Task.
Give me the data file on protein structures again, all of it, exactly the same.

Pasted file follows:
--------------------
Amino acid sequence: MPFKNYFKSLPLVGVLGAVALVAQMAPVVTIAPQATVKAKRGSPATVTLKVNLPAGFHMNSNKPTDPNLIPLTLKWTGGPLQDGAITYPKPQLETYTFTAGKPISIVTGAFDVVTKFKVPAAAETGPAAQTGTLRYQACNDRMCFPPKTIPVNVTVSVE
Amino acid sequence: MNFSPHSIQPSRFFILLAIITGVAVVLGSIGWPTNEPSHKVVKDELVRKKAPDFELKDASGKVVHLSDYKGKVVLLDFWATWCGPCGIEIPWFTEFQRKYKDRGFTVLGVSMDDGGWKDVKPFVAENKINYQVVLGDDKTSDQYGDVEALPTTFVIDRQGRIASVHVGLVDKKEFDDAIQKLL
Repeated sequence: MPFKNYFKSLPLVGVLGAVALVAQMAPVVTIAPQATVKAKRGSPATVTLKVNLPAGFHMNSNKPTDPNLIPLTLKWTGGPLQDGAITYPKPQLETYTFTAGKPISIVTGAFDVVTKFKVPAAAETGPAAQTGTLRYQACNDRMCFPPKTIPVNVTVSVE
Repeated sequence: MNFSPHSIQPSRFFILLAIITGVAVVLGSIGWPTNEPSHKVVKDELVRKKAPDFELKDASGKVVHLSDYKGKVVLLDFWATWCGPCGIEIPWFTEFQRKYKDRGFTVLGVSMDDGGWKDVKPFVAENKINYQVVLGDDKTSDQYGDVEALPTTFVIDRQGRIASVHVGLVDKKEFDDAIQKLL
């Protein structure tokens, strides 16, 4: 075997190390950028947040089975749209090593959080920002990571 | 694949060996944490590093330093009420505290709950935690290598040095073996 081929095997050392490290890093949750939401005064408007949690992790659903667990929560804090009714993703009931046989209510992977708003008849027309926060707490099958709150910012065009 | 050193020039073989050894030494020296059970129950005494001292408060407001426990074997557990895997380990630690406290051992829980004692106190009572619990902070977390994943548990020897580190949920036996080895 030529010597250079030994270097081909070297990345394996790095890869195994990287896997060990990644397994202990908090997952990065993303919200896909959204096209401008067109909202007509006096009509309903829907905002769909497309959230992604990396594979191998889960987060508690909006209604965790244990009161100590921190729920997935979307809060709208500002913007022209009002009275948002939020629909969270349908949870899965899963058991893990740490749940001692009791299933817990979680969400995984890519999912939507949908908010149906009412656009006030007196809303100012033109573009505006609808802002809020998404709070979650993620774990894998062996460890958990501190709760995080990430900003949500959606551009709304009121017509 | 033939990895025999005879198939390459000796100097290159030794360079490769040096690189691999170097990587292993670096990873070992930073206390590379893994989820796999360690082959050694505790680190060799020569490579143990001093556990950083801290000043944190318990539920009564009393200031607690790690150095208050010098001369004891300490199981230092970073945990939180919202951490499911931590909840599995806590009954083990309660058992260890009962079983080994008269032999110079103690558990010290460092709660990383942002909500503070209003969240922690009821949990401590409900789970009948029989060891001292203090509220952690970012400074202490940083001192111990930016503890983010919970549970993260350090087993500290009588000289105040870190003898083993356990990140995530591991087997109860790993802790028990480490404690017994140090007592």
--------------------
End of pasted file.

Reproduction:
Amino acid sequence: MPFKNYFKSLPLVGVLGAVALVAQMAPVVTIAPQATVKAKRGSPATVTLKVNLPAGFHMNSNKPTDPNLIPLTLKWTGGPLQDGAITYPKPQLETYTFTAGKPISIVTGAFDVVTKFKVPAAAETGPAAQTGTLRYQACNDRMCFPPKTIPVNVTVSVE
Amino acid sequence: MNFSPHSIQPSRFFILLAIITGVAVVLGSIGWPTNEPSHKVVKDELVRKKAPDFELKDASGKVVHLSDYKGKVVLLDFWATWCGPCGIEIPWFTEFQRKYKDRGFTVLGVSMDDGGWKDVKPFVAENKINYQVVLGDDKTSDQYGDVEALPTTFVIDRQGRIASVHVGLVDKKEFDDAIQKLL
Repeated sequence: MPFKNYFKSLPLVGVLGAVALVAQMAPVVTIAPQATVKAKRGSPATVTLKVNLPAGFHMNSNKPTDPNLIPLTLKWTGGPLQDGAITYPKPQLETYTFTAGKPISIVTGAFDVVTKFKVPAAAETGPAAQTGTLRYQACNDRMCFPPKTIPVNVTVSVE
Repeated sequence: MNFSPHSIQPSRFFILLAIITGVAVVLGSIGWPTNEPSHKVVKDELVRKKAPDFELKDASGKVVHLSDYKGKVVLLDFWATWCGPCGIEIPWFTEFQRKYKDRGFTVLGVSMDDGGWKDVKPFVAENKINYQVVLGDDKTSDQYGDVEALPTTFVIDRQGRIASVHVGLVDKKEFDDAIQKLL
């Protein structure tokens, strides 16, 4: 075997190390950028947040089975749209090593959080920002990571 | 694949060996944490590093330093009420505290709950935690290598040095073996 081929095997050392490290890093949750939401005064408007949690992790659903667990929560804090009714993703009931046989209510992977708003008849027309926060707490099958709150910012065009 | 050193020039073989050894030494020296059970129950005494001292408060407001426990074997557990895997380990630690406290051992829980004692106190009572619990902070977390994943548990020897580190949920036996080895 030529010597250079030994270097081909070297990345394996790095890869195994990287896997060990990644397994202990908090997952990065993303919200896909959204096209401008067109909202007509006096009509309903829907905002769909497309959230992604990396594979191998889960987060508690909006209604965790244990009161100590921190729920997935979307809060709208500002913007022209009002009275948002939020629909969270349908949870899965899963058991893990740490749940001692009791299933817990979680969400995984890519999912939507949908908010149906009412656009006030007196809303100012033109573009505006609808802002809020998404709070979650993620774990894998062996460890958990501190709760995080990430900003949500959606551009709304009121017509 | 033939990895025999005879198939390459000796100097290159030794360079490769040096690189691999170097990587292993670096990873070992930073206390590379893994989820796999360690082959050694505790680190060799020569490579143990001093556990950083801290000043944190318990539920009564009393200031607690790690150095208050010098001369004891300490199981230092970073945990939180919202951490499911931590909840599995806590009954083990309660058992260890009962079983080994008269032999110079103690558990010290460092709660990383942002909500503070209003969240922690009821949990401590409900789970009948029989060891001292203090509220952690970012400074202490940083001192111990930016503890983010919970549970993260350090087993500290009588000289105040870190003898083993356990990140995530591991087997109860790993802790028990480490404690017994140090007592």